I will dare say this last option reflects our mindsets.
As Alexander explains, “What is the difference between people who can be resilient and bounce back, even though when you look at their lives, there are a lot of tragedies or hard times? And yet they seem to be psychologically fine and feel joy in life?” Speaking about his grandfather, “How could he remain so positive? He should have been a broken, bitter man after what happened. Yet he had this resilience inside himself.”
When we look at the lives of others that appear relatively easy in comparison to what Viktor Frankl endured, we may wonder why the mildest setbacks seem to make certain people miserable while others bounce back from much worse. “He found that the difference was the perspective of meaning,” Alexander continues, “if there's something that you feel that you are good for, rather than always asking ‘what is good enough for me? What do I get out of life?’ He turned it around and said, ‘Maybe we are the ones who are being questioned by life. What are you good for? How do you respond to the situations that you’re in and the opportunities that you're given in life?’”
Finding meaning, potential, and self-forgiveness
The practice of looking at life as a series of questions meant to define purpose and meaning never gets old for an individual who wants to explore their potential.
I enjoyed learning how Frankl developed his principles. Alexander explains, “He met Sigmund Freud. That was his first influence. And then, he worked with Alfred Adler. He was the youngest in the group. They would meet every Wednesday, sit in the coffee house, and develop their ideas.”
If we look at the core ideas of those two people, Freud had the pleasure principle or the idea that a healthy person strives for pleasure. When we look at Alfred Adler, his theory was that people strive for power relating to money or influence.
Alexander continues, “And along came my grandfather, and he said, ‘Well, I don't think it's pleasure or power, but meaning.’ And only if a person doesn't find meaning will they resort to the lower aims of ego drive, which is meaningless.”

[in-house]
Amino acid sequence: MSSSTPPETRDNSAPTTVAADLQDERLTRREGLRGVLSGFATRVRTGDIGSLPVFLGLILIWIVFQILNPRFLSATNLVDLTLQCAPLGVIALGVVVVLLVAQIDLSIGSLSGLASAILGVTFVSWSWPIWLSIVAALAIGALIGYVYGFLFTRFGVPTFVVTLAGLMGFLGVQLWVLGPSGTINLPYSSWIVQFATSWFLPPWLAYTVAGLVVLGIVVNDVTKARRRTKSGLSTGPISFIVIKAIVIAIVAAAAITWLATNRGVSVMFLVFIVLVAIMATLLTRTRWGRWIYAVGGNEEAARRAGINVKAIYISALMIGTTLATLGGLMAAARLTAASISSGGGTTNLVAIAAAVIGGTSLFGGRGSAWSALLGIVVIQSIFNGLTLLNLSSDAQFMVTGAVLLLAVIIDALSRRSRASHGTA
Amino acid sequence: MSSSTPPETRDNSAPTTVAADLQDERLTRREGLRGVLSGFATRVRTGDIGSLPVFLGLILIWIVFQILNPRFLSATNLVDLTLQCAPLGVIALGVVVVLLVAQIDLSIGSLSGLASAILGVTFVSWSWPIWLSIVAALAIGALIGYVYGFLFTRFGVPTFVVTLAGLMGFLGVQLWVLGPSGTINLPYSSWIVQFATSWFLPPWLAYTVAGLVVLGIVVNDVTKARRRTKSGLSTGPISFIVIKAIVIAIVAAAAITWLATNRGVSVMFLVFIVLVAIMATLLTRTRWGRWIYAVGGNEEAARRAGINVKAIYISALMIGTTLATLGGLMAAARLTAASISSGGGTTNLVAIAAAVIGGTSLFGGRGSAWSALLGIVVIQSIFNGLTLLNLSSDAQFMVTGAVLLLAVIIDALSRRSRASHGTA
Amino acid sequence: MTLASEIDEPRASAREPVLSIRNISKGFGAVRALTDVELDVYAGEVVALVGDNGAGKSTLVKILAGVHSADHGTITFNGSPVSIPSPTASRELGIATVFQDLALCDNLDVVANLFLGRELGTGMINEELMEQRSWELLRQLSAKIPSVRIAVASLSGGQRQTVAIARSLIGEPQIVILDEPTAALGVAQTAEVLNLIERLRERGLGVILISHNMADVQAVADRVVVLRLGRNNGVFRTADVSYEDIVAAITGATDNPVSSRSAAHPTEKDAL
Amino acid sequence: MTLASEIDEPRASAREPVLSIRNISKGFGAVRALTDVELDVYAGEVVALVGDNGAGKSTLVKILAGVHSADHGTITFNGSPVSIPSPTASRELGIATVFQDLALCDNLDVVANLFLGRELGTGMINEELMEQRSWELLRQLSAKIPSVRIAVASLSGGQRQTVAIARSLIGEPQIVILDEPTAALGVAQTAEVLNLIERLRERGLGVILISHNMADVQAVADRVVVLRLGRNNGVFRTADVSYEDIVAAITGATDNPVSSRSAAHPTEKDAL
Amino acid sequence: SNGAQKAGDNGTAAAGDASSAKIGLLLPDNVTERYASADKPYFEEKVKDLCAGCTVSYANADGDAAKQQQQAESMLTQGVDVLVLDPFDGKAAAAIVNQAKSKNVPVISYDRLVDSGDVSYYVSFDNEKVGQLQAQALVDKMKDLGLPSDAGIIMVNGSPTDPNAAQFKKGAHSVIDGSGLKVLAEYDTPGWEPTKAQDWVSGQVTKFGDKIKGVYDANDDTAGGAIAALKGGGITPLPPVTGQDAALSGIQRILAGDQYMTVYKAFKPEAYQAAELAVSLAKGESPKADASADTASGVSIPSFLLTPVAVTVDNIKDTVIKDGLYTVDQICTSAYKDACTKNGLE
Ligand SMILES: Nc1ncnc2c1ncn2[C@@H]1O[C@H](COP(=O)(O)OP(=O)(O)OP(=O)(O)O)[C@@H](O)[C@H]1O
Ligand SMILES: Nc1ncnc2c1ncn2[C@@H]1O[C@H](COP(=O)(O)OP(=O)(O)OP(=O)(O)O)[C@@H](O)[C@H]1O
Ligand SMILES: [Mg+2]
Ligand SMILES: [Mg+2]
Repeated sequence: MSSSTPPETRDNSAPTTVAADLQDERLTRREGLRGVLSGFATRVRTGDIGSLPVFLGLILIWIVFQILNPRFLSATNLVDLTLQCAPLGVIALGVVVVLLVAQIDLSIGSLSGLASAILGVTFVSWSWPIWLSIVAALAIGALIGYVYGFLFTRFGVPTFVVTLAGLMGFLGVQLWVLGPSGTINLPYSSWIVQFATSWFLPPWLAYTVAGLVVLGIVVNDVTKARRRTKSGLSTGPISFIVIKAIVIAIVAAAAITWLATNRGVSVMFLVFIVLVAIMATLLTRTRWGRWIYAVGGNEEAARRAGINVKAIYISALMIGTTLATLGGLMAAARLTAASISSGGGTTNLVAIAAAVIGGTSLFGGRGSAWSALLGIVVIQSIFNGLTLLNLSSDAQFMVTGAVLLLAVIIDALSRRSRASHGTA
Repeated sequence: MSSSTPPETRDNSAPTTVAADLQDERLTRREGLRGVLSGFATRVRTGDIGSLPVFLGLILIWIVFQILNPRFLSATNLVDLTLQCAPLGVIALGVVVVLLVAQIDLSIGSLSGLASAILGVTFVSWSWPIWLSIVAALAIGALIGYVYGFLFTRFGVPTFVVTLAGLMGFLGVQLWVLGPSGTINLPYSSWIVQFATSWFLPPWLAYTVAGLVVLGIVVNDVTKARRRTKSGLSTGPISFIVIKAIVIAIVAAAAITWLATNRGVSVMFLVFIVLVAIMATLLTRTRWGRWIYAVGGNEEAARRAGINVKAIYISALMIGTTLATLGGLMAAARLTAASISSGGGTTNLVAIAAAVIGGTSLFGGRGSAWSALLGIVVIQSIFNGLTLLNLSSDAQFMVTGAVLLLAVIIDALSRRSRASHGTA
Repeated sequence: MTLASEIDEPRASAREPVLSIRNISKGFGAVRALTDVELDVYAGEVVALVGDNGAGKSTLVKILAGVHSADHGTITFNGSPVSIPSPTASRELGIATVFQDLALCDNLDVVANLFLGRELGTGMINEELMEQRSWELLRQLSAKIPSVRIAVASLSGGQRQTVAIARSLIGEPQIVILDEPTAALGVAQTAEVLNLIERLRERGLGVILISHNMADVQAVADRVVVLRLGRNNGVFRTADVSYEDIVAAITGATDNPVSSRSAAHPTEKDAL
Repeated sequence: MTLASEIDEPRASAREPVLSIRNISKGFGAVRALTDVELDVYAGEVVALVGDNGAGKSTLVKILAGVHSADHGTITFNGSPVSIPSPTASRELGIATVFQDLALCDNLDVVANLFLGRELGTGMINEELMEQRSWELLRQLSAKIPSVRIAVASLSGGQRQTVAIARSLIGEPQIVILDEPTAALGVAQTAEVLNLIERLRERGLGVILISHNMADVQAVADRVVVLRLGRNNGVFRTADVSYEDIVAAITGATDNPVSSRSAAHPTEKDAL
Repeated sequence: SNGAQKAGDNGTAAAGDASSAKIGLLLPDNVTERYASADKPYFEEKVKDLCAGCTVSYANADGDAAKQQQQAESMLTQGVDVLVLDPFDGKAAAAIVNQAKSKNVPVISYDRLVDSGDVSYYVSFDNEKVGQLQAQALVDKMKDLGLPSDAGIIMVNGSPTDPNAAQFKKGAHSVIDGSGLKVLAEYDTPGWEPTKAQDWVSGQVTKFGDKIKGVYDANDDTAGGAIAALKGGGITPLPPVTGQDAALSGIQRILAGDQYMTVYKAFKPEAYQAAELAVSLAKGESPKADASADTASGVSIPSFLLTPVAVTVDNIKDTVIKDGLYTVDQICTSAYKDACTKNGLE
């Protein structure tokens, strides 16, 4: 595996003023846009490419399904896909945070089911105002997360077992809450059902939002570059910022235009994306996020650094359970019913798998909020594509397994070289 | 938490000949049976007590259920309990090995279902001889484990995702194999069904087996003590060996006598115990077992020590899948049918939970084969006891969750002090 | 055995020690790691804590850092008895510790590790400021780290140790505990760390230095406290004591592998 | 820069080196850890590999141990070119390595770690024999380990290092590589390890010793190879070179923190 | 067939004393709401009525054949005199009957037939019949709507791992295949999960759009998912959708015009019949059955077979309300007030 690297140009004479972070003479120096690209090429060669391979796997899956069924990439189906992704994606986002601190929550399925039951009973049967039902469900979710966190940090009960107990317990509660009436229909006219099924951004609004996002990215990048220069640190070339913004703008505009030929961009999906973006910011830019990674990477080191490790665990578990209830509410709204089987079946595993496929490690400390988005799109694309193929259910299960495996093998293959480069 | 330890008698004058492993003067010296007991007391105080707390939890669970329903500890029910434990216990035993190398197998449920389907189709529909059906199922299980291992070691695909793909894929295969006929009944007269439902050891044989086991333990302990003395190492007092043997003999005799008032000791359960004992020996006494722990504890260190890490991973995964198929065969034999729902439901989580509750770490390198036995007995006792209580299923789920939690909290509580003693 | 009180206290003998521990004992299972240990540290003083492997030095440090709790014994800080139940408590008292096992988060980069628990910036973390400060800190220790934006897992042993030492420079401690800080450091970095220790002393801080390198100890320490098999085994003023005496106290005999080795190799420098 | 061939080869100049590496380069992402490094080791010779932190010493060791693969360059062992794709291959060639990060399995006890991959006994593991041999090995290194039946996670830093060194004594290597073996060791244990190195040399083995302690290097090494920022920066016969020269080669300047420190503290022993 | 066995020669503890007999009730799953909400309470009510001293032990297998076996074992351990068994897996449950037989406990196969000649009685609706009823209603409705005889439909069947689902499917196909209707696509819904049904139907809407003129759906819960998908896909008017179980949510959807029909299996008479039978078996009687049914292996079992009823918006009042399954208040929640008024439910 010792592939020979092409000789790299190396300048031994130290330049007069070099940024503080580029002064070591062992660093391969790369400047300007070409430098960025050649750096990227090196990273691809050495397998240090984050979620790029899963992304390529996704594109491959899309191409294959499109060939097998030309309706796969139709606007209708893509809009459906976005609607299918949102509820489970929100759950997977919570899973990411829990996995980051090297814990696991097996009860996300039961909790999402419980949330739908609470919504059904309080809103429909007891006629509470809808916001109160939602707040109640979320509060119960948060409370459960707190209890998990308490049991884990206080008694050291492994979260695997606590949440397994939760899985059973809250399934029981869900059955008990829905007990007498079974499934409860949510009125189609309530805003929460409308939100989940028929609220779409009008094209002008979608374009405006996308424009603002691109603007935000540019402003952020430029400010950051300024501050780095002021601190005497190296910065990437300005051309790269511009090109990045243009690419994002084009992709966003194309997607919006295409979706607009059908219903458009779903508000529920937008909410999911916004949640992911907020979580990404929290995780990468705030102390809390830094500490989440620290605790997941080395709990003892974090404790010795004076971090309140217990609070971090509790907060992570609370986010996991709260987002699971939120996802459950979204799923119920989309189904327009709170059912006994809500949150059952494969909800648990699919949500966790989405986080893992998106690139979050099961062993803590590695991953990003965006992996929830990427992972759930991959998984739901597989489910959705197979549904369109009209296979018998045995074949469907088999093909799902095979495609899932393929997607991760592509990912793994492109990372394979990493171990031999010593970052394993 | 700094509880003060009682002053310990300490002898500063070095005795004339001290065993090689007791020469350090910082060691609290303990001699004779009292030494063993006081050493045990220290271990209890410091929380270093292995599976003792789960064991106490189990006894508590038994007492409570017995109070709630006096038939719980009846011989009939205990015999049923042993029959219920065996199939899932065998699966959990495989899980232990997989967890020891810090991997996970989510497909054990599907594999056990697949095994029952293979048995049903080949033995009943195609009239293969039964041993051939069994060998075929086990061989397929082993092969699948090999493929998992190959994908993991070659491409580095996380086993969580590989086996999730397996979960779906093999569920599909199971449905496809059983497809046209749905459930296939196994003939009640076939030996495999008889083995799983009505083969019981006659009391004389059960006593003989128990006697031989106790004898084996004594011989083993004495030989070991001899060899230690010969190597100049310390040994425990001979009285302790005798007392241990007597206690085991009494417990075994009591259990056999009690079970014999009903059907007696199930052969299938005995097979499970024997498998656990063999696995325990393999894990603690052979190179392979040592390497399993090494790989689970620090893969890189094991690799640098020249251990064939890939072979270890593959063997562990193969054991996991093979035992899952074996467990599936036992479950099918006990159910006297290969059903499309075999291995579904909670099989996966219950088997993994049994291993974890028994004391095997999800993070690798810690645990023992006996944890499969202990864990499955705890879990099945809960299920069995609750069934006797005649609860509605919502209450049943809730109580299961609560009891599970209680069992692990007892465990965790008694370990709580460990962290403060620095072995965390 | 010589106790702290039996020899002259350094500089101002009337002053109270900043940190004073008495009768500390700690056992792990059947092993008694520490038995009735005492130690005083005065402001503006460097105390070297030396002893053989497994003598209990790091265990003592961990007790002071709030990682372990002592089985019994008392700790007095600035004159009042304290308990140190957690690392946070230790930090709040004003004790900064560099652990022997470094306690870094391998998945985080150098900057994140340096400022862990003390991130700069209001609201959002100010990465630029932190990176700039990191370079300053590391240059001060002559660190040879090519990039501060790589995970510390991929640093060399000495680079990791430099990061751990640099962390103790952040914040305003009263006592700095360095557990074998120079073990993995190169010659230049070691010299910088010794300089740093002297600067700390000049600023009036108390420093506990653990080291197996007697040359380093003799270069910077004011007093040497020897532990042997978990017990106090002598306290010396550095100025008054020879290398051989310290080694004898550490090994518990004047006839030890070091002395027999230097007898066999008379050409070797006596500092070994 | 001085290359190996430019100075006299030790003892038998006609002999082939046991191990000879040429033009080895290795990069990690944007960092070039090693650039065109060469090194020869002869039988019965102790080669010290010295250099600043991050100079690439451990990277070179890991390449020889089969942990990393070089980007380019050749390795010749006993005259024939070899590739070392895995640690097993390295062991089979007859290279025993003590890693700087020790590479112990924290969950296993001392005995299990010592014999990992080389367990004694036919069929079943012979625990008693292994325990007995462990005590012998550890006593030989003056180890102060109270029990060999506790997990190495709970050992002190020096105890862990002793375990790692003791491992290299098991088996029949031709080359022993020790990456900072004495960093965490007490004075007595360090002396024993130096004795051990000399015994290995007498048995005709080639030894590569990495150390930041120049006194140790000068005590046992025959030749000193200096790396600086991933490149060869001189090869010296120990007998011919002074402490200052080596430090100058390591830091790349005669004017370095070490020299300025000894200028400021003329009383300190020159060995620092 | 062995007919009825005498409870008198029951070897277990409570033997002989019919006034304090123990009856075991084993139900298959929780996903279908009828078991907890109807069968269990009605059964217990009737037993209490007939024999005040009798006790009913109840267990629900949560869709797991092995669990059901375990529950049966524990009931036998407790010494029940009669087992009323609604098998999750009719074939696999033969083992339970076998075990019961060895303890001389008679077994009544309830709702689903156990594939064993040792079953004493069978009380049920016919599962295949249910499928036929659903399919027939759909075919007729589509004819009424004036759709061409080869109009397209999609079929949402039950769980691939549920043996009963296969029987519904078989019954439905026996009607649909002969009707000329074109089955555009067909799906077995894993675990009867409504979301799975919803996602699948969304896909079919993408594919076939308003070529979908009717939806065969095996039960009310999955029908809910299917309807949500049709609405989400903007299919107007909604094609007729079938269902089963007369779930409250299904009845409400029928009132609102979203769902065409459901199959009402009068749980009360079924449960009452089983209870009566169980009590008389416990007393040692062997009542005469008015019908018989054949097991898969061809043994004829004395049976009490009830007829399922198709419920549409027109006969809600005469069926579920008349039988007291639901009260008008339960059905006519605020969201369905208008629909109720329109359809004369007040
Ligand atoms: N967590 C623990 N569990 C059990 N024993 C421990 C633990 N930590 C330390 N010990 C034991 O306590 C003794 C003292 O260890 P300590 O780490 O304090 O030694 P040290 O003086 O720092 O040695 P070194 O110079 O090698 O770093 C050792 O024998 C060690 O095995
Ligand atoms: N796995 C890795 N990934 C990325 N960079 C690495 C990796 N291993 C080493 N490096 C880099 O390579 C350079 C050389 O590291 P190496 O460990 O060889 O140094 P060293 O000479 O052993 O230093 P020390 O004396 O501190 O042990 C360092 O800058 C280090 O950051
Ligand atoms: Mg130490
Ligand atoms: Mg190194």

The quality of will, when connected to meaning, is different from the quality of will towards pleasure or power. Striving for meaning is not a symptom of neurosis, it’s a rock in the rushing river of our lives. Once you know your meaning, you have foundation and liberty but also accountability and gravity.
Alexander adds, “With responsibility comes, inevitably, the fact that you're going to make mistakes and that you're going to make the wrong choices, and then you have the responsibility for what you did. And if you did it right, then it's called an achievement. But if you did it wrong, then you are guilty. And that's the human condition.”
That's where forgiveness comes in. We can only be guilty of something that we have done or that we have not done but should have done. We can’t transfer guilt to separate parties — parents, grandparents, and so on — it lies with us to practice forgiveness with ourselves as we would for others. Only then can we embrace true purpose and keep moving forward in our journey to fulfill our potential.
If life asks you a question, how do you respond? What does that say about you?
Be sure to check out Alexander’s full episode for further insight into Viktor Frankl as a philosopher and grandfather, and learn more through Viktor Frankl’s most well-known book, Man’s Search for Meaning!